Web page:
Are you thinking about buying a dog but would like an idea of how much they cost to keep?
We think you might be surprised at how much it all adds up to but we’re confident all dog owners will agree; they’re so worth it!
As no two dogs are the same and different breeds have different needs, we’ll base our research on the Miniature Schnauzer, which is the breed of puppy shown in the photo below:
On this page, we’ll cover:
- purchase price
- immunisation and first veterinary check-up costs
- follow up booster vaccines
- insurance/vet bills
- worming, flea treatments, spaying/neutering
- microchipping, rabies jab and the Pet Passport
- puppy training/obedience and socialisation classes
- equipment, dog bed, bowls, toys, collars, leads
- food including treats and special diet food
- grooming, nail clipping and dental work
- kennel fees
In a hurry? Skip to the end of this page and see the cost here.
Cost to Buy a Miniature Schnauzer
Responsible owners buy from caring and professional breeders and while you’ll pay more, we suggest you do the same.
Not only does this mean your puppy is likely to be healthier and live longer but your cash won’t be used to fund puppy farms where animals are mistreated.
According to the Kennel Club, 41% of puppy owners never saw their pet with its mother.
Of course, you could hunt around and find a cheap puppy but we think it’s best to go with a registered and responsible breeder.
You’ll probably save on future vet bills if you do, a sick dog could cost you many thousands of pounds in vet bills.
Based on our research in 2018, the cost to purchase a Miniature Schnauzer from an approved breeder is around £800, although we found variations depending on where in the UK the breeder is based.
Our guide can help you identify a bad breeders advert but there is still more you can do to ensure that you aren’t funding the cruel puppy trade and to ensure that you’re buying a healthy, happy puppy.
Immunisation and First Veterinary Checks
Puppy immunisations not only protect your pet from common illnesses and diseases, they also protect other dogs from illnesses your dog could be carrying.
A first veterinary check is where your puppy will be weighed and its ears, eyes, nose, throat, teeth, gums and heartbeat will be checked.
A full set of immunisations will be given over two visits.
The first dose is usually given at 8 weeks and the second 2 weeks later.
Puppy vaccinations cost around £60 and when combined with a first veterinary “check-up”, which is recommended, the final cost will be around £100.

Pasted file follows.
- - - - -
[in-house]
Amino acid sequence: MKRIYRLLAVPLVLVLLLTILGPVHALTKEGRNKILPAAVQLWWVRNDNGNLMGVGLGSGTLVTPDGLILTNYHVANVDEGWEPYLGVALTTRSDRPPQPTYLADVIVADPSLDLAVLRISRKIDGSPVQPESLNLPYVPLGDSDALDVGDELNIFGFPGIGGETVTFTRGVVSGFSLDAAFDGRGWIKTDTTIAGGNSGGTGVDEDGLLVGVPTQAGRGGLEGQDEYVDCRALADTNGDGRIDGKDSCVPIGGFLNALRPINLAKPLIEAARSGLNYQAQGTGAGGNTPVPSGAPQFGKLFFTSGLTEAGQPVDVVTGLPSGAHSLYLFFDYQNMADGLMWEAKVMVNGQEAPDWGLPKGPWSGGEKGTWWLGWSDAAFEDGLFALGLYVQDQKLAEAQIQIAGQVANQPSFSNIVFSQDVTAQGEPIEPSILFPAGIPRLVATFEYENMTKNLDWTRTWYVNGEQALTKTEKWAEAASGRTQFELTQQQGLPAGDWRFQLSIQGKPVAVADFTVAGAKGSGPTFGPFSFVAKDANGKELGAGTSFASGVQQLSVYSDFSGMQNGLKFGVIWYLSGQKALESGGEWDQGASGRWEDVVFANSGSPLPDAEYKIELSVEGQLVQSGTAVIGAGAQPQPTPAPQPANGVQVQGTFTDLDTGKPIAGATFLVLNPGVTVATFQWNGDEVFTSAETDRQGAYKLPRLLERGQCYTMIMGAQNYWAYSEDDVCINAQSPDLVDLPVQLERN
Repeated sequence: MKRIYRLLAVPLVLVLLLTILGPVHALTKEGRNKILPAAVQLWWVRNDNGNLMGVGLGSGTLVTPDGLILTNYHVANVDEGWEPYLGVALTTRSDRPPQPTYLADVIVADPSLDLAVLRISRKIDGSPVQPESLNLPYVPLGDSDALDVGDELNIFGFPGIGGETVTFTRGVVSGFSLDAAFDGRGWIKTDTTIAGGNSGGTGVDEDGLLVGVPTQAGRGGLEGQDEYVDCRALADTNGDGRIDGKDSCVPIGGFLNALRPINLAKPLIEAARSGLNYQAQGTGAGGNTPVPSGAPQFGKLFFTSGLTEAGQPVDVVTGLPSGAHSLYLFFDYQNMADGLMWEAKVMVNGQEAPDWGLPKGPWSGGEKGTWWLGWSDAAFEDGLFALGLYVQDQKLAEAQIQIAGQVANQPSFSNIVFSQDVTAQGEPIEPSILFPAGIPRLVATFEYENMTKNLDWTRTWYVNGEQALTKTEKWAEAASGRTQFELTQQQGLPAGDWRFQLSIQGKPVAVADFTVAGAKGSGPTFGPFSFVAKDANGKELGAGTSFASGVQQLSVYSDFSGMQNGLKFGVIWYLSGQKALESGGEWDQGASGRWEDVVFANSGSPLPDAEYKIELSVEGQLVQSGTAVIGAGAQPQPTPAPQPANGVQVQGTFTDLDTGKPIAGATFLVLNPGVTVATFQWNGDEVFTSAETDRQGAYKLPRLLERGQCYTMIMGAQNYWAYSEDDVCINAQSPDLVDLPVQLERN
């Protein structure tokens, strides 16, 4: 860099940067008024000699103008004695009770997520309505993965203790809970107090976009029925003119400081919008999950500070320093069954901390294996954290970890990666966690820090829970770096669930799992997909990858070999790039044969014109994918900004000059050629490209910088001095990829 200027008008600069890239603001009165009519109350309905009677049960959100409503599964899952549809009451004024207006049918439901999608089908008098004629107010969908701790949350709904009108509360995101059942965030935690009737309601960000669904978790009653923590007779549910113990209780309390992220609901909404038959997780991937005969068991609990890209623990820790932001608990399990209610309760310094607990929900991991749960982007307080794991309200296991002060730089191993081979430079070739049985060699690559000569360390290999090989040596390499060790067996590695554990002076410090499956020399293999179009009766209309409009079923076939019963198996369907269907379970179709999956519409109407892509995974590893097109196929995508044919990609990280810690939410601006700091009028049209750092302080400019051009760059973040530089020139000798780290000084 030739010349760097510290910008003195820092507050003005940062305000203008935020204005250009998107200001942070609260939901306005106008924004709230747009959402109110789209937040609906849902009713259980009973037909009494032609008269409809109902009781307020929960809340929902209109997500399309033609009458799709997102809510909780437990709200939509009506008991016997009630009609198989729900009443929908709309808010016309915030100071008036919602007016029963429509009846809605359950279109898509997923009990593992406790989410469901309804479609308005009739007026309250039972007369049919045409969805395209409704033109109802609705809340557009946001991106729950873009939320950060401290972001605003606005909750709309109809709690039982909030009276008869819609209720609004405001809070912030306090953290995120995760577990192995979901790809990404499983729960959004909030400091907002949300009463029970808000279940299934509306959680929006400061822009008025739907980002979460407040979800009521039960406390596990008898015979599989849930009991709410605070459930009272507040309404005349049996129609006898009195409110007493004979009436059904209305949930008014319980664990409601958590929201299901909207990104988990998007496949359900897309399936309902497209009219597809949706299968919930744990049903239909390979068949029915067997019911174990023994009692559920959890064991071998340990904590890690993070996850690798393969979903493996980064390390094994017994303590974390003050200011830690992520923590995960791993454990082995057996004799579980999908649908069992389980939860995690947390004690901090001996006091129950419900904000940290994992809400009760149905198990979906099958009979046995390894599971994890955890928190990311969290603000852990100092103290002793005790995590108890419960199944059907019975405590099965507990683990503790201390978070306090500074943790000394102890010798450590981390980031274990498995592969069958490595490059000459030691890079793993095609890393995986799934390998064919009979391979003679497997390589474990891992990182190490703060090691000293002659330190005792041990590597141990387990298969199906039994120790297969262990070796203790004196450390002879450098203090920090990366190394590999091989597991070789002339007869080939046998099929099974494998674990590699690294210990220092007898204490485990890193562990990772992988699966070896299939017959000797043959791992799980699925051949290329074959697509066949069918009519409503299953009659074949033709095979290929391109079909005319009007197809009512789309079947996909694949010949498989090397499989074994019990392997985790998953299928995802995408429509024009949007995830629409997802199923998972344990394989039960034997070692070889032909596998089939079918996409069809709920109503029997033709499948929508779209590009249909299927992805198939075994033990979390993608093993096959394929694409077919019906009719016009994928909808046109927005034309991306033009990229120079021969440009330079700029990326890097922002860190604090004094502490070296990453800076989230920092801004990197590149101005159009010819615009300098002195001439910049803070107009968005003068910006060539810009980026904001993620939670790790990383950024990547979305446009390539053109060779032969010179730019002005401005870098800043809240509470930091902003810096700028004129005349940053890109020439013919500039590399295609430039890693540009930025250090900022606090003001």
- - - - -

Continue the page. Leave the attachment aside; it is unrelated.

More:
This page has more detailed information about dog immunisation costs.
It is best to try to establish a good relationship with your vet so that he/she is always familiar with your dog. You could potentially be visiting them for the next fifteen years so establishing a good relationship now will often make things easier further down the line.
Immunisation booster vaccines are usually given on your dog’s first birthday and then every 2-3 years.
The booster is a weaker variant of the initial vaccine and is often slightly cheaper.
If you fail to give your dog its booster injection within 4 years since its last treatment, you may need to pay for the full treatment again.
Booster injections cost around £40.
Insurance and Vet Bills
This is the big one.
The cost of insuring a puppy pedigree Miniature Schnauzer with a plan for one year is around £200 (Petplan checked Nov 2017)
Unfortunately, as your puppy grows older, the annual cost goes only one way.
The level of cover also decreases with age as most insurers won’t cover existing illnesses.
At age 10, the cost shoots up to £425 per year. (Petplan checked Nov 2017)
All these prices are for basic cover, expect to pay more for lifetime cover that includes the ongoing treatment of illnesses beyond the 12 months of cover.
Our research suggests you’ll pay around £5000-£6000 for insurance and vet charges during the life of your pet.
Don’t forget that every policy has exclusions and policy excess charges.
Spaying/Neutering, Worming and Flea Treatments
Worming and flea treatments need to given throughout your pet’s life. We suggest you budget £10 per month for a small dog like a miniature schnauzer.
Spaying is a surgical procedure where the ovaries and uterus are removed to prevent pregnancy.
Neutering is a procedure carried out on male dogs, the testicles are removed.
Both procedures are recommended for first-time dog owners or those who do not intend to breed their pets.
The cost of spaying/neutering will depend on the size of the animal. For a small dog, our research suggests around £200 is the going rate, perhaps slightly higher for spaying as this is a more invasive procedure.
Like teenagers going to the prom, when dogs with raging hormones get together at the wrong time, you could have undesirable consequences.
Rabies, Microchipping and the Pet Passport
Rabies is an infectious disease that’s found in most countries, including many within the EU.
Fortunately, the UK has eliminated this illness but you will need to give your pet dog the rabies vaccine if you plan to take it abroad.
You’ll also need proof of up to date immunisation boosters and rabies boosters, a microchip (now mandatory even in the UK) and a Pet Passport.
Rabies jab – £35
Microchip – £20
Pet Passport – £100
The world’s first photo booth specifically for pet passport photos has opened in London.